Why have some critics compared K to Herman Melville's Bartleby the Scrivener?
Melville's character is famous for his enigmatic passivity, his succinct and flat phrase "I would prefer not to," and his utter flummoxing of the Wall Street lawyer who hires him. Bartleby is silent like K is silent, in a way that connotes neither reticence nor explicit heroic resistance. Bartleby's phrase and some of K's are, as Duncan McColl Chesney explains, a sort of "abstract negation" that is "disruptive, as it shuts down the regular, smooth functioning of social speech." It is possible to see this when considering how K frustrates the Medical Officer and Noel with his silence or his ambiguous answers to their questions, forestalling truth and fact.
Is K a hero?
Many critics want to take a decisive stance either way: K is a hero, whose mute resistance to apartheid and civil war is inspiring in its improbability and stubbornness, or he is a figure who is too outside of history to offer any lessons in heroism. His garden is either a utopia or the haphazard diggings of a fool who cannot overcome starvation. What is probably more compelling than either side of this binary is that K is somewhere in the middle. As John Bolin writes, "the novel works to alter our parameters for conceiving the 'heroic' and the 'political'...heroism in the text in fact inevitably functions as a form of misrepresentation."
How does the state treat K?
As a young person of inferior intelligence, K is sent to a state-run institution that brutalizes him in its harshness and rigidity. As an adult of few means and most likely of an inferior race, he is denied permits, considered a vagrant, harassed, forced into a labor gang, housed in a resettlement camp, beaten, insulted, had his mother cremated without his consent, interrogated, and more. The state represents discipline and rules, and it seeks to control and/or expel K when he is not conforming to them. To the state, he is small, cumbersome, and exploitable.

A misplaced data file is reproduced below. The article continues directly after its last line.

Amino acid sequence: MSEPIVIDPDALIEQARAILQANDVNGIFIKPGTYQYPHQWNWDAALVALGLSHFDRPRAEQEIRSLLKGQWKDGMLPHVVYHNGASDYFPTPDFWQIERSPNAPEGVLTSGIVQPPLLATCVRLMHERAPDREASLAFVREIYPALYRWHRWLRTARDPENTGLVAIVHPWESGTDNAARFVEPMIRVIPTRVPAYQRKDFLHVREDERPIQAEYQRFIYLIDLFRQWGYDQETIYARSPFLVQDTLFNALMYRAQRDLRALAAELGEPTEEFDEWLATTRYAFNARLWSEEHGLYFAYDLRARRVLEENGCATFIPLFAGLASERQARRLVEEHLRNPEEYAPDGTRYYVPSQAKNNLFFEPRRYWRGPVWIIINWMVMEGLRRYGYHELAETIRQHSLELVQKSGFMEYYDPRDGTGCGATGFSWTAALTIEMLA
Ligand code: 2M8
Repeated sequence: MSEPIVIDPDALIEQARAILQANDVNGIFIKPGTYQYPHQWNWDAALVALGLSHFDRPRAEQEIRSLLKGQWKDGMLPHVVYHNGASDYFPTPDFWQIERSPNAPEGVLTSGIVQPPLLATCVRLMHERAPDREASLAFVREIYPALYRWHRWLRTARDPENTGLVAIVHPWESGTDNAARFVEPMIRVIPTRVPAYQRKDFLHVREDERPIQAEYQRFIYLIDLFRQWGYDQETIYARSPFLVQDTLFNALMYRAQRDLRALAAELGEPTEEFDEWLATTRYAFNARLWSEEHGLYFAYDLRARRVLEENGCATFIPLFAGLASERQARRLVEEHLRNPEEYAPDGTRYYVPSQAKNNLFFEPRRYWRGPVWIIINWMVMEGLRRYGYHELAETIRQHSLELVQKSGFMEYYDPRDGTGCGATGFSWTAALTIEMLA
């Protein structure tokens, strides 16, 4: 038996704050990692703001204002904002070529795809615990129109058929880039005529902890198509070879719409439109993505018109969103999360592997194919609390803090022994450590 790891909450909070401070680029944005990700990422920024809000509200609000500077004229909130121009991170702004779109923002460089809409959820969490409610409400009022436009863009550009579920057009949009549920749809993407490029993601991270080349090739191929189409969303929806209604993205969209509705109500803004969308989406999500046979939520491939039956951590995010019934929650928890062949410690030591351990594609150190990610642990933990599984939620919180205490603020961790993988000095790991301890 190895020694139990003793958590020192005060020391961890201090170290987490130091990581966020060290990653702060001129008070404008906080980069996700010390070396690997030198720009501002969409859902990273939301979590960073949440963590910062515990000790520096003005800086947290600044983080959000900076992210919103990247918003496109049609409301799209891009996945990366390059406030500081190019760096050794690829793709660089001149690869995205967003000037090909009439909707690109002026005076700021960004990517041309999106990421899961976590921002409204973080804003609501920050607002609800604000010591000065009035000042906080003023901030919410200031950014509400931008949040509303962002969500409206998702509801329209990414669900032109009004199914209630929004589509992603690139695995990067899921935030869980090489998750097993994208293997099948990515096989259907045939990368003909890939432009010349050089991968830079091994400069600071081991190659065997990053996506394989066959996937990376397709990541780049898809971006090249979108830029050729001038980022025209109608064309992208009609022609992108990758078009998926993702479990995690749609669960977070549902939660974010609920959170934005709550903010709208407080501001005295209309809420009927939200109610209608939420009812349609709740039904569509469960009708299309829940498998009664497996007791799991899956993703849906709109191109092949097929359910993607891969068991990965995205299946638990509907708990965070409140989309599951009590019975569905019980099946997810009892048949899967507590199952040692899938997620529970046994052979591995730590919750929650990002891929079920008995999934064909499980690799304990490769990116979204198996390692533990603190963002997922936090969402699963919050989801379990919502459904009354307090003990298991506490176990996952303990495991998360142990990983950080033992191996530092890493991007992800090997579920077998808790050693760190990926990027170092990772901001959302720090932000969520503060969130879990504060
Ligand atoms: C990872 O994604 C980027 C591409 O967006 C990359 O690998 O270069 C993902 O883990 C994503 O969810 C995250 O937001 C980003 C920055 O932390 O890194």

What is the significance of K's silence?
K is undeniably a character of few words, but that is not entirely due to his putatively low IQ or his social marginalization. Rather, as critic Duncan McColl Chesney notes, K's "reticence in the novel is not just that of shame and intimidating. His silence is more profound and passes a harsher judgement on his 'times.'" He moves into the silence of animals, revealing "the indistinctness of the limit between human and nonhuman." His silence is a version of bearing witness, for, as Chesney asks, "what can you say in the face of systematic and dehumanizing violence, injustice, and absurdity?"
Is the Medical Officer a reliable narrator?
We might be tempted to read the Medical Officer's account as rooted in truth. After all, he is clearly an intelligent man who is aware of what is going on in the state and who displays a decent amount of understanding and compassion in his dealings with K. While these things might be true, the Medical Officer still poses a problem. Being part of the state and the system, he is conditioned not to truly see K. He changes K's story and claims K for himself. He fashions meaning out of K's existence and experience that the reader either already knows is not true or has the urge to question. K's time in Kenilworth is comprehensible to us in many respects, but with the Medical Officer narrating, there are many other aspects of it that elude us.